Russian-Based Ransomware Group's Websites Offline, Researchers
July 14, 202
A Russian-based hacker group blamed for a massive ransomware
attack earlier this month has gone offline, sparking speculation
about whether the move was the result of a government-led
The webpages of the group known as REvil disappeared from the
dark web on July 13, cybersecurity researchers said. Both its
data-leak site and ransom-negotiating portals were unreachable.
The researchers said that it was unclear whether the outage was
the result of actions taken by law enforcement or whether REvil
had voluntarily taken down its sites.
"The situation is still unfolding, but evidence suggests REvil
has suffered a planned, concurrent takedown of their
infrastructure, either by the operators themselves or via
industry or law enforcement action," John Hultquist of Mandiant
Threat Intelligence said in a statement quoted by AFP.
The White House and U.S. Cyber Command declined to comment,
according to the Associated Press.
REvil was responsible for a ransomware attack launched July 2
targeting the U.S. software company Kaseya that crippled more
than 1,000 businesses globally. The group claimed credit for the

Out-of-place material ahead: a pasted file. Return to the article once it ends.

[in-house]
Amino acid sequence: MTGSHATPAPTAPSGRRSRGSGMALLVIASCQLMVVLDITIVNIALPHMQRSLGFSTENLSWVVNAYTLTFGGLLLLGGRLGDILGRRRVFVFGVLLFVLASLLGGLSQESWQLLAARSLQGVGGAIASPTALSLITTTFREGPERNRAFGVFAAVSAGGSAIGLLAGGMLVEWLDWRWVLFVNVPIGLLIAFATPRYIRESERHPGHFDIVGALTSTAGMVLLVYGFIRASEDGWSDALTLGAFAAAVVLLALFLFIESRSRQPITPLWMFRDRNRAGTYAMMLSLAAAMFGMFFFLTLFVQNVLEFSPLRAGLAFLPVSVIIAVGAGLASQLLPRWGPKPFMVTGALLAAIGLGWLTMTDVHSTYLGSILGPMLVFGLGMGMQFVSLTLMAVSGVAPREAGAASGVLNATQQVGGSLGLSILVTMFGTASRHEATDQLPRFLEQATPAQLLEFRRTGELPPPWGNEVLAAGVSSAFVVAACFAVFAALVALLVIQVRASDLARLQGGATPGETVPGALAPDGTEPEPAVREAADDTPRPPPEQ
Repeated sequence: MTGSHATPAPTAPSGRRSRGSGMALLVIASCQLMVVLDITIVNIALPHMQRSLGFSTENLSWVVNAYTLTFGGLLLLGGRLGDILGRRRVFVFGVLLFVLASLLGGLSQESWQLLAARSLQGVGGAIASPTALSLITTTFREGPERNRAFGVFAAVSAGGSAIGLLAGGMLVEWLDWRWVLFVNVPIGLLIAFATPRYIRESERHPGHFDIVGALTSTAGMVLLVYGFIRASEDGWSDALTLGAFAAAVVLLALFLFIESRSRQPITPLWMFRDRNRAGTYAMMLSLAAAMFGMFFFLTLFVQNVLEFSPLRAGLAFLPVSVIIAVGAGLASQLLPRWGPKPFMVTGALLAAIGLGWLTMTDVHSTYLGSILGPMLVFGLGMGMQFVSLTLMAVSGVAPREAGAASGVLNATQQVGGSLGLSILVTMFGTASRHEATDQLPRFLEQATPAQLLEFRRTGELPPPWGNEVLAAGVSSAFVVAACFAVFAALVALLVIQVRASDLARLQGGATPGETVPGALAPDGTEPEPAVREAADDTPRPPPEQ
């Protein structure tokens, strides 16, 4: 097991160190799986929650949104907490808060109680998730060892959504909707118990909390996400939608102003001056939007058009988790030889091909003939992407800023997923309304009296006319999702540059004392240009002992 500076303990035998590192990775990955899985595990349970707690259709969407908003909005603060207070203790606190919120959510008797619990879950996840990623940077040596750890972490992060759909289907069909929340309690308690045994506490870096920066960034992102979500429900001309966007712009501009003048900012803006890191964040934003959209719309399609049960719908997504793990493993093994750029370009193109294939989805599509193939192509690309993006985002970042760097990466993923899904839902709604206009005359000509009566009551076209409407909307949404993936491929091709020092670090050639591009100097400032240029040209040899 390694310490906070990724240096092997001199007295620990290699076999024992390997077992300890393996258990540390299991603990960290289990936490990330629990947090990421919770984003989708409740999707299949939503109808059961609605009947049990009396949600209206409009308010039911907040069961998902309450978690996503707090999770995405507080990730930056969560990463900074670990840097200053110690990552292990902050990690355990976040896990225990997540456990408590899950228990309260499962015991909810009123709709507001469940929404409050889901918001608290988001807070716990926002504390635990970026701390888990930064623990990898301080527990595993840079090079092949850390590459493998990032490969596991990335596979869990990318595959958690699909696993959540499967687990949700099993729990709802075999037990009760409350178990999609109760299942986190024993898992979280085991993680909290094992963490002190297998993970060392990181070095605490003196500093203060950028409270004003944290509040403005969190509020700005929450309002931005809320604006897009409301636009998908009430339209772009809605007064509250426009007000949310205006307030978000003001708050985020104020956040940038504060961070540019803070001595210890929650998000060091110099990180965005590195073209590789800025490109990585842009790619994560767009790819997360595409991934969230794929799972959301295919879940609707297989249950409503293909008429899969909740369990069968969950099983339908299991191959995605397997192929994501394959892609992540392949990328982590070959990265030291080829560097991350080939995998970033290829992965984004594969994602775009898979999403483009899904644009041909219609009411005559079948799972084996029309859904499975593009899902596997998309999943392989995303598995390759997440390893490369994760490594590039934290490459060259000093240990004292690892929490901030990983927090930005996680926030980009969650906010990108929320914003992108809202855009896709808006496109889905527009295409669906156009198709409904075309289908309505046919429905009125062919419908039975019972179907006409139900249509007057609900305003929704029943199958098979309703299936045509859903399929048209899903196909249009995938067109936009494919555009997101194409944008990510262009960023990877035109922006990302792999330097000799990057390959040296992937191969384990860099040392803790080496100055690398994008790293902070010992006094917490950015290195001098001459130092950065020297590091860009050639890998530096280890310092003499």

attack and demanded $70 million worth of bitcoin as ransom to
decrypt software and allow the businesses targeted to access
experts have said the group was also behind an attack in late
May against the meat processor JBS. The Brazilian-based company
ended up paying $11 million in bitcoin to the hackers.
U.S. President Joe Biden repeated a warning to Russian President
Vladimir Putin during a call July 9 that he would “take action”
against Russian-based groups. Biden also told Putin that the
United States would take "any necessary action" to defend
Americans and critical infrastructure threatened by cyberattacks.
Biden had previously warned Putin about ransomware attacks
during the two leaders’ summit in June.
Alex Holden, founder and chief information security officer of
Hold Security, said the company had seen no indication that the
REvil websites were voluntarily shut down or any indication of
steps from law enforcement.
"There is always a glimmer of hope that Russia is finally doing
something right,” he added.